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Reviewed by Jack Magnus for Readers' Favorite
Last Encore: My Time With Glenn Frey, The Eagles, and Other Hit Artists is a memoir written by Bob “Norton” Thompson with Sebastian Jaymes. In his introduction, Jaymes describes meeting Norton for the first time in the 70s, when they were both roadies. Norton, so-called because of his resemblance to the Honeymooners’ character, Ed Norton, was a Jersey boy and so was a bit larger than life compared to Jaymes with his Cleveland roots, but the two formed an enduring friendship and were always glad to see each other and, if possible, throw some good opportunities the other's way. Norton’s big score was Glenn Frey and the Eagles.
Frey was the epitome of a gentleman of rock and roll, and he treated his roadies with respect and decency. The friendship which grew and endured between Norton and Frey outlasted the Eagles themselves. When Jaymes and Norton decided to embark upon this project, Norton had begun suffering from mild dementia and found his memories were apt to disappear and then turn up again. The two old friends and colleagues spent hours on long-distance phone calls getting his stories straight and in order. Jaymes frequently reminded Norton of one of his own wild adventures to get Norton remembering again. And while Jaymes actually organized and wrote down the stories in this book, they are all Norton -- every one.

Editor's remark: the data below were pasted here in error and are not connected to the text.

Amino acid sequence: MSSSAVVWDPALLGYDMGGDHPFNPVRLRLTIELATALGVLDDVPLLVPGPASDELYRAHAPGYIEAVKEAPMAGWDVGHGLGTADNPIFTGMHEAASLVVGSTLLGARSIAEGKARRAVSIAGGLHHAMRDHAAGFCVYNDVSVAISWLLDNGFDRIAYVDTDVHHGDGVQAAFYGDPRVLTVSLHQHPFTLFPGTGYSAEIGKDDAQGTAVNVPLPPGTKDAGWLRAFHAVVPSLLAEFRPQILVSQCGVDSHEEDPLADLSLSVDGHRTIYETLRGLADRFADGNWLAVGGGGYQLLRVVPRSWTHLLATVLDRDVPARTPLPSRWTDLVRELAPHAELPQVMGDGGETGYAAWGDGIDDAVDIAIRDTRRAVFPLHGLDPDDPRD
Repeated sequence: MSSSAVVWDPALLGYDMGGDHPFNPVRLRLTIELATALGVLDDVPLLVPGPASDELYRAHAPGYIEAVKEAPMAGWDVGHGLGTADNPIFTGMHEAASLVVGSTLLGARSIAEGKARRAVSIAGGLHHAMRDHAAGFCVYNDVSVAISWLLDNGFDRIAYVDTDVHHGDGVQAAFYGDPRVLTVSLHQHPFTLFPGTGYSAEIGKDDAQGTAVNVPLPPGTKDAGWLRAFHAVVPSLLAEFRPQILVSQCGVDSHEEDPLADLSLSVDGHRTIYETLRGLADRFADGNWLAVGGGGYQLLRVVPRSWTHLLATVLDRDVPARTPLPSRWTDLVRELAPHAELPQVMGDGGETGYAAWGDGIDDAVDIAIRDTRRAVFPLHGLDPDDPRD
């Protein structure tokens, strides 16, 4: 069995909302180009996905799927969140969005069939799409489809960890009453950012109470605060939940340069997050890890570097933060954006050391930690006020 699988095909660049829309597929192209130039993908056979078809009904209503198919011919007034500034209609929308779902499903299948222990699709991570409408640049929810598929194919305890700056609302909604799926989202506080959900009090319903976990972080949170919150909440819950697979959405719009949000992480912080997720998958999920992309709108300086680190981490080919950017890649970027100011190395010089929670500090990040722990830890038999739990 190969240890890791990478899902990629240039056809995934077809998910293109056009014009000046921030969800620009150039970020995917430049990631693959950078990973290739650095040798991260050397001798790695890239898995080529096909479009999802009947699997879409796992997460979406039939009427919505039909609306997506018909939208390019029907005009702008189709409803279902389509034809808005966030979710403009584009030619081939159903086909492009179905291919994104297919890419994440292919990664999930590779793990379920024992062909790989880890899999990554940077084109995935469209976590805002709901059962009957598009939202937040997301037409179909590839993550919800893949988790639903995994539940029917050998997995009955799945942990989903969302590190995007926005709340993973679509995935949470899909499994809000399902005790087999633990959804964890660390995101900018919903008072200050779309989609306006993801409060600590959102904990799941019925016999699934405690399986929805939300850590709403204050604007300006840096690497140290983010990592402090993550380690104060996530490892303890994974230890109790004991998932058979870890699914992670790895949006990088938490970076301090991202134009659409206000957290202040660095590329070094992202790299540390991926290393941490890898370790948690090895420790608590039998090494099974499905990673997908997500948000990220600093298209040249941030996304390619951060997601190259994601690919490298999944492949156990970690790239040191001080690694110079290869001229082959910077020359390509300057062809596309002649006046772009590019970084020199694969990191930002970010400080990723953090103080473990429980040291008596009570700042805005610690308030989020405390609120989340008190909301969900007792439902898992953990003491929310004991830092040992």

Bob “Norton” Thompson’s rock memoir Last Encore starts out with two broke kids from New Jersey heading out to LA where one of them supposedly knows a guy who will put them up and show them around. And, as one might expect, there is no good friend out there, but somehow, they do manage to stay a few days at the home of the guy who actually had met one of them once -- and from there it is history. Anyone who’s ever wondered what the life of a roadie, or a musician for that matter, is like should pick up this honest and forthright memoir. The long hours, backbreaking work, and stressors are there right along with the excitement of being part of a musical group, of being backstage and belonging there. Norton shares the highs and lows, the crazy pranks, and the downers such as being fired in Europe. And you don’t have to be a big fan of the Eagles, Joe Walsh or any of the other musicians discussed in this memoir. The magic will still happen as you read about the life of a consummate roadie. Last Encore: My Time With Glenn Frey, The Eagles, and Other Hit Artists is highly recommended.